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Building Blocks of a Creative Board Meeting

Meeting designer Dianne Budion Devitt has a surprising answer when she’s asked, “What’s the largest meeting you have ever planned?”

“I say it is the meeting for 12 board members because 12 board members is like 12 meetings at one time,” said Devitt, founder of the New York-based DND Group.

Devitt’s response indicates the attention to detail required by a meeting of top leaders. Board members often have higher expectations than the average meeting attendee, which should inspire meeting planners to create events unlike anything these people have experienced before, said Devitt. Such events bring boards together to mix and mingle. Done well, they make the meeting more effective.

Devitt can cite examples from her own experience, such as a board meeting she planned in the charming Berkshires region of Massachusetts. Igniting creative ideas was a goal, so the company bought out a small inn. Devitt knew all the board members, and she chose their rooms based on that knowledge. She asked the hotel’s chef to describe his dream meal, then had him prepare it: a seven-course chocolate-tasting menu with wines to complement each course. She added local culture by hiring a theater troupe to perform. After dinner, port wine, the lead executive’s favorite, and cheese were served in a salon as one of the actors recited sonnets. “You need to dig into what makes something unique and the talents of local people,” Devitt said.

Granted, a generous budget is needed for some of those ideas. And yet, Devitt said, some of her biggest hits have been the least expensive. For example, to tie a board meeting to a local art museum, Devitt placed a coloring book and watercolors at place settings. Attendees loved the gifts; it gave them something to take home to their grandchildren. “Don’t be afraid to take risks with fun like $1 coloring books and $1 watercolor kits,” she said.

Here are a few other things to keep in mind as you plan board meetings.

The Stage Must Sparkle

“It all starts with the venue — creating that stage, the theater of the meeting,” Devitt said. “How is that environment going to physically affect the attendees?” Make sure the venue measures up to board members’ lifestyles and expectations. “I’m going to presume that most live in a nice house, appreciate art, good wine and good food. They appreciate a good night’s rest and quality linens,” said Devitt. Keep in mind, she said, that those with good taste have heightened senses. “Your senses are enhanced by the experiences you have had in cultivating them,” she said.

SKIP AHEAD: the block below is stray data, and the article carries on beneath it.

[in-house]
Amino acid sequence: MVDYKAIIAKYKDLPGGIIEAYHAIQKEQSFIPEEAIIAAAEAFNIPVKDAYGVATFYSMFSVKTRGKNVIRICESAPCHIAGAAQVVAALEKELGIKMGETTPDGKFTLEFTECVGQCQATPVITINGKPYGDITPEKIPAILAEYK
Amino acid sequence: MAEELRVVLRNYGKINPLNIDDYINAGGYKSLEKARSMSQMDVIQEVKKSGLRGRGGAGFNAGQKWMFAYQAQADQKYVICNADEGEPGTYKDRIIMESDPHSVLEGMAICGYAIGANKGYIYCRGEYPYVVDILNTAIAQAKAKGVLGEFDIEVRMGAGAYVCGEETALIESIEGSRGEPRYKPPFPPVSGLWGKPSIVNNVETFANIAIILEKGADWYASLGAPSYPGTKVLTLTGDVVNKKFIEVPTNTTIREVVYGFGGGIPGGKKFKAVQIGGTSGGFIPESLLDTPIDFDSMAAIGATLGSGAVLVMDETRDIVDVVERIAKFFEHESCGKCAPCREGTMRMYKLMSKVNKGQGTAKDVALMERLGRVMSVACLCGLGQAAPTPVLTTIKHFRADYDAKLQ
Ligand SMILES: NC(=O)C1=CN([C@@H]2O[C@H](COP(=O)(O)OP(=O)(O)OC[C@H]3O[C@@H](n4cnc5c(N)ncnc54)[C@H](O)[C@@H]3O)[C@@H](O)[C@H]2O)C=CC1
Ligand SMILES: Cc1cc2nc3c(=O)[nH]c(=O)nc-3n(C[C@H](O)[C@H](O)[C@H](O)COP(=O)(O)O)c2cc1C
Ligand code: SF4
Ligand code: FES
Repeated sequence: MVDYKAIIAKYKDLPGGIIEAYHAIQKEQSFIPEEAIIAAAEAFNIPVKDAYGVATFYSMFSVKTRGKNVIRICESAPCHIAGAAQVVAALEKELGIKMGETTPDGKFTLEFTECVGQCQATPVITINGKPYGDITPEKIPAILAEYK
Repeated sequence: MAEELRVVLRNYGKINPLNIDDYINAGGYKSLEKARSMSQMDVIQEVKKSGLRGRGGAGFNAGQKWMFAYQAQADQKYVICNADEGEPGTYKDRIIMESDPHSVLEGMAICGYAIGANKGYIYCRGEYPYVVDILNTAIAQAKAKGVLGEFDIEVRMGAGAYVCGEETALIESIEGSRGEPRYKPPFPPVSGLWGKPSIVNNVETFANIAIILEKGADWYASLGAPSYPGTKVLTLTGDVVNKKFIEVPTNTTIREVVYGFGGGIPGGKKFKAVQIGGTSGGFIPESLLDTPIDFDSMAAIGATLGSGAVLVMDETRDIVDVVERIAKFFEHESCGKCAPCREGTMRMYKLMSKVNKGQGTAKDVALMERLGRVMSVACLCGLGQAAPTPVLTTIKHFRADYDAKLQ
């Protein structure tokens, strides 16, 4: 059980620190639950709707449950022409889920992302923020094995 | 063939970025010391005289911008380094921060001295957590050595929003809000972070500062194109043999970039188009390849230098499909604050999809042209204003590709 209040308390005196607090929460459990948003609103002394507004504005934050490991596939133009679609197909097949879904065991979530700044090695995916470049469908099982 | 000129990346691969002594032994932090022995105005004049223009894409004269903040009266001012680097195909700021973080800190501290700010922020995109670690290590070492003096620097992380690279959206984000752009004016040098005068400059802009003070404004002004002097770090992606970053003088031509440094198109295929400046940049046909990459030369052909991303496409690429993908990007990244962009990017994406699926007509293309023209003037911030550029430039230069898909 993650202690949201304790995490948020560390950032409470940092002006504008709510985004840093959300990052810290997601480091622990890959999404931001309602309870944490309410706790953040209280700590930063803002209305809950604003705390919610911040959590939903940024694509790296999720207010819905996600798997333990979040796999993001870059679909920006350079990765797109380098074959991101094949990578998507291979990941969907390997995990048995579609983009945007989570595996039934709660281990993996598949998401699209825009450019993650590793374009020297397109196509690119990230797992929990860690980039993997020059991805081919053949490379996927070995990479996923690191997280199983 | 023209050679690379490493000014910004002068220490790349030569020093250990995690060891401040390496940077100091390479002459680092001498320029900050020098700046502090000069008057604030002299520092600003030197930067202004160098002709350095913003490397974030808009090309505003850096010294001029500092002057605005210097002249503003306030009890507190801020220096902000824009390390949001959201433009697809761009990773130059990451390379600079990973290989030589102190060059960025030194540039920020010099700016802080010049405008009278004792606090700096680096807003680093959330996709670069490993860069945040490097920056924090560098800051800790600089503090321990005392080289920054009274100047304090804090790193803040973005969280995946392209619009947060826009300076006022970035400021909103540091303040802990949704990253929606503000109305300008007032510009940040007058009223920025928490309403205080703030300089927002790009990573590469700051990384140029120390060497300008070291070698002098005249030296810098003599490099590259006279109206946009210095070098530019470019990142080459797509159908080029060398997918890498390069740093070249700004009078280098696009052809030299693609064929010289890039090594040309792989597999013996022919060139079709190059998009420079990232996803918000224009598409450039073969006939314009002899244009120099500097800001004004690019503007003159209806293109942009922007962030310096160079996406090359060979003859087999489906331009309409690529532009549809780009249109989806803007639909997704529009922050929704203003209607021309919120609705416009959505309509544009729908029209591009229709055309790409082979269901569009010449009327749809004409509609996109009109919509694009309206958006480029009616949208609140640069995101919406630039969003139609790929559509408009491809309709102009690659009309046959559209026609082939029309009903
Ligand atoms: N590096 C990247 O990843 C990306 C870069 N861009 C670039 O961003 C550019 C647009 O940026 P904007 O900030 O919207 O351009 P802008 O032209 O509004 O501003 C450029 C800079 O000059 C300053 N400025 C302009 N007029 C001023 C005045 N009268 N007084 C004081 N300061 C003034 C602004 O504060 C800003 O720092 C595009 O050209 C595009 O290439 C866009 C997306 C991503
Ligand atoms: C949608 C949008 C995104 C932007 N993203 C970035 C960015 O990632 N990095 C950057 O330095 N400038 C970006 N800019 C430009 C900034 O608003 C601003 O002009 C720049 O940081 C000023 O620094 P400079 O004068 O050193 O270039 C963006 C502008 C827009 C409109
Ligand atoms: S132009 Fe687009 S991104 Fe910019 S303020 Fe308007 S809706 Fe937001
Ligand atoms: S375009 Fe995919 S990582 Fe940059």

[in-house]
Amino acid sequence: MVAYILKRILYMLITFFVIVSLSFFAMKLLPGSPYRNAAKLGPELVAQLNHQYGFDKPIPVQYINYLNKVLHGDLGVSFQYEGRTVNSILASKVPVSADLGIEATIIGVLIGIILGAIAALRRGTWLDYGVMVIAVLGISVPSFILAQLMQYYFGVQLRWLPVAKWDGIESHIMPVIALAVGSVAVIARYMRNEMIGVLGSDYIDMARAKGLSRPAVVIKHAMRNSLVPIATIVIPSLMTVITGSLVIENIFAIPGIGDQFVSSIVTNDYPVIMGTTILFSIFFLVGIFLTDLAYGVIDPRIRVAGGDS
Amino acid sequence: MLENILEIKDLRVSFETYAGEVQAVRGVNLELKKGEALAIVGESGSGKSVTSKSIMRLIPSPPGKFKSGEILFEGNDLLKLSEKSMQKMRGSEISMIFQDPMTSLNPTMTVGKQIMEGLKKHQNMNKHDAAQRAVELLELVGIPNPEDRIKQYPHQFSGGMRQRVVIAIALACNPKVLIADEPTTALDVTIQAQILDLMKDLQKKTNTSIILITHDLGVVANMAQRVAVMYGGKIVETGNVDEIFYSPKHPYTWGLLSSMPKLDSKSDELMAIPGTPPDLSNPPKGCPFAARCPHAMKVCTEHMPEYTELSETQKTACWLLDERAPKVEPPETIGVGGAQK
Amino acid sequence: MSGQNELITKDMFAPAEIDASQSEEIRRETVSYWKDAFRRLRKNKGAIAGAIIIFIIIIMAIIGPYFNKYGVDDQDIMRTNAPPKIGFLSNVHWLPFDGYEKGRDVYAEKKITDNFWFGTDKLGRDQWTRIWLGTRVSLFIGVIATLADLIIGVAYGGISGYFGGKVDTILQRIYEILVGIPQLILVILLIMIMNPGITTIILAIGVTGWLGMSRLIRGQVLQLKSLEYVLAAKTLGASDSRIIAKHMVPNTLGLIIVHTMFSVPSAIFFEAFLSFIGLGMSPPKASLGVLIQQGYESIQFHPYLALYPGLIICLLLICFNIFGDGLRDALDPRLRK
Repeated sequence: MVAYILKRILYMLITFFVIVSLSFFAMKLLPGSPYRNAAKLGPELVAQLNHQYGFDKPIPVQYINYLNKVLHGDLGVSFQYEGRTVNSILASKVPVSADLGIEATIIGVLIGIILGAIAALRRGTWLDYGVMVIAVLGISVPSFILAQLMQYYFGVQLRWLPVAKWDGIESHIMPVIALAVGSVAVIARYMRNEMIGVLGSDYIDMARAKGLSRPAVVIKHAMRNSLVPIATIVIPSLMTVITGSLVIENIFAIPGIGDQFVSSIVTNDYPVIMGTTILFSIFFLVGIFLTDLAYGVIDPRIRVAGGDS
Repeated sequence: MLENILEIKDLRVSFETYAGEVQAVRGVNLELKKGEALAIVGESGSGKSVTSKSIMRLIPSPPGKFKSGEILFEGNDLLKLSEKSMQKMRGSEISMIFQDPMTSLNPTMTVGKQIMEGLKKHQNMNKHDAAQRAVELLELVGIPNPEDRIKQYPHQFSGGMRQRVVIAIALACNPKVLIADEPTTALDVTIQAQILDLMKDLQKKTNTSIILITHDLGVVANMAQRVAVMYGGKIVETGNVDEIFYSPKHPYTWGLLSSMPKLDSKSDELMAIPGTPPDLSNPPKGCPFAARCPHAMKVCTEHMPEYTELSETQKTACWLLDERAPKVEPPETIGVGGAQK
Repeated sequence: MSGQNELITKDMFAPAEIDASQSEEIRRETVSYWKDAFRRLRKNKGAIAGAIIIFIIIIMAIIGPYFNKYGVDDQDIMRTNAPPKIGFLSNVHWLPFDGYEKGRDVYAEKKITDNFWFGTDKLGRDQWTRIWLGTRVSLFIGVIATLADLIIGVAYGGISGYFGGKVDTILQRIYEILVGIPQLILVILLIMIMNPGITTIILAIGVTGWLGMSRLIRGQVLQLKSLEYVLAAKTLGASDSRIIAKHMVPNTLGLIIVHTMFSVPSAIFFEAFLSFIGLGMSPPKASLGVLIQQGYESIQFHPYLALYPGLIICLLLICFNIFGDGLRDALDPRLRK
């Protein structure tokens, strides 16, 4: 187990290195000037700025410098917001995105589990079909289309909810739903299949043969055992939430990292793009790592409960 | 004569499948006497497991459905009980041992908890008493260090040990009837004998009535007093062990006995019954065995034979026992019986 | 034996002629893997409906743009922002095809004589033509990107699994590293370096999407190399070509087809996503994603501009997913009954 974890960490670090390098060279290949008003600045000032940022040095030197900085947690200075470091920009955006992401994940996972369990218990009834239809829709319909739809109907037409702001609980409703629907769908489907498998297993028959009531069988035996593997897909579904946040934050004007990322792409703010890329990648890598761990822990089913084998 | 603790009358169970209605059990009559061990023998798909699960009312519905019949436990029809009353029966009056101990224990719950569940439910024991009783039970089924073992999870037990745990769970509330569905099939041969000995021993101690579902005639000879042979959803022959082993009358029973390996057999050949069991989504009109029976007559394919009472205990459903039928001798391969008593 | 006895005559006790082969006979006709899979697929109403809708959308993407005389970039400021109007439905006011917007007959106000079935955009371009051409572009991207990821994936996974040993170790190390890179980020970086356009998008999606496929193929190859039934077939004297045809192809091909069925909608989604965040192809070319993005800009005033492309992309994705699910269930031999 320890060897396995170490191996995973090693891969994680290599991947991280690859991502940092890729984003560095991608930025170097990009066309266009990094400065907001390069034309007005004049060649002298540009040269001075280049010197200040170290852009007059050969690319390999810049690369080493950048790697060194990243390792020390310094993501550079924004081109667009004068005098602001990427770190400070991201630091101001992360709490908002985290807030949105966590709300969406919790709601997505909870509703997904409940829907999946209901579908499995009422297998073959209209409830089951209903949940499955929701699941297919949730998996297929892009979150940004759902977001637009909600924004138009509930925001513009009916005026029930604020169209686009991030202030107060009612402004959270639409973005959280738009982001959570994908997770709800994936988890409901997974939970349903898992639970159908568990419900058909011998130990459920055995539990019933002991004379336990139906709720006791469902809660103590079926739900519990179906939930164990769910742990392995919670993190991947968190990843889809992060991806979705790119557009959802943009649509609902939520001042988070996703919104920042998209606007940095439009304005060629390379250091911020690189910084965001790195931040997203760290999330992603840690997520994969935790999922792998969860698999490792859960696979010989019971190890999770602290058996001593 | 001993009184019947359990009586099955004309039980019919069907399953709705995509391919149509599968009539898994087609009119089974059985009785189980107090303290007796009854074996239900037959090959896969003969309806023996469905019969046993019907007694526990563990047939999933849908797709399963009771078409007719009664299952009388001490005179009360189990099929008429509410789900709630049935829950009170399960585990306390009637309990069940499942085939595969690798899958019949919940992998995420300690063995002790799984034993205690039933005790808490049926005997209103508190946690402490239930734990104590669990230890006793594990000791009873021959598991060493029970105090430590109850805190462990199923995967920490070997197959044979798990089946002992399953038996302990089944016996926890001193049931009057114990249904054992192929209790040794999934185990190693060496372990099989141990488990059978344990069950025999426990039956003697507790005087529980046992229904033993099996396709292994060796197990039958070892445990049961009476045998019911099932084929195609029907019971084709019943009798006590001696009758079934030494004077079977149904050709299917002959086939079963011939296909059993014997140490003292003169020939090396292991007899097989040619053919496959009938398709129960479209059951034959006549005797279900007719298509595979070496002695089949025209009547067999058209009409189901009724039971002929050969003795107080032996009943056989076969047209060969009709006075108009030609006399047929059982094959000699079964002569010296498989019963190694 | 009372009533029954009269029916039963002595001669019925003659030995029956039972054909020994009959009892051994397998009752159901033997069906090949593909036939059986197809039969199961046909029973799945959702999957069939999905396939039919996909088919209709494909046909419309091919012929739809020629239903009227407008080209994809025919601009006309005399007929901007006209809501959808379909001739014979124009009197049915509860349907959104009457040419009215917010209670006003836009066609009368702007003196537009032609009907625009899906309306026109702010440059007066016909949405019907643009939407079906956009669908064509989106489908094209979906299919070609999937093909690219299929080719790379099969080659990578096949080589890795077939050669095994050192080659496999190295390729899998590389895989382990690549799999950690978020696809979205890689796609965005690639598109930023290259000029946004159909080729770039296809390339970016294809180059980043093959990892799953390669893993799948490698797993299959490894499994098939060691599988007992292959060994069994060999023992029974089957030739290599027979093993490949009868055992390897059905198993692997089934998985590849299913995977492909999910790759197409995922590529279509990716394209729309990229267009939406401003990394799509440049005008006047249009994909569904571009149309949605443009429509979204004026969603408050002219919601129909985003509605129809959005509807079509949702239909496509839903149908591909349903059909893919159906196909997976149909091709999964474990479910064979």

Venues also must support the meeting’s purpose. An unorthodox setting might be a good choice to inspire innovation; a traditional setting better suits a meeting where business is more routine.

Consider Generational Differences

Different generations have different tastes, so consider the age of your board members. A board of baby boomers won’t mind sitting at a boardroom table, but a group of millennials or members of Generation X would likely prefer a more relaxed setting, like a circle of upholstered chairs.

Give Attention to the Smallest Details

Plan physical aspects to the smallest detail. Red pencils that echo the color of the company’s logo are a subtle way to reinforce the company’s identity.

Promote Good Health

Food and drink must be energizing and good for brain health. Ask the chef to come up with ideas. And instead of a group yoga class, offer individual personal trainers or instructors so board members can work out where and when it best suits them. Fitness options should also be available for spouses and significant others.

Take Local Touches Up Several Notches

Instead of a tour of Elvis’ Graceland, for example, offer both a tour and a talk with someone who knew or worked with the legendary singer. (Got Priscilla’s number?) If necessary, you could even do the talk by Skype. Include a gift that is tied to the event, like a CD or a book. For a meeting at a 1920s hotel, Devitt had period cocktails on the lawn and a local historian who talked about the hotel’s history. Each board member received a signed copy of the historian’s book.

For more information, contact Devitt at or visit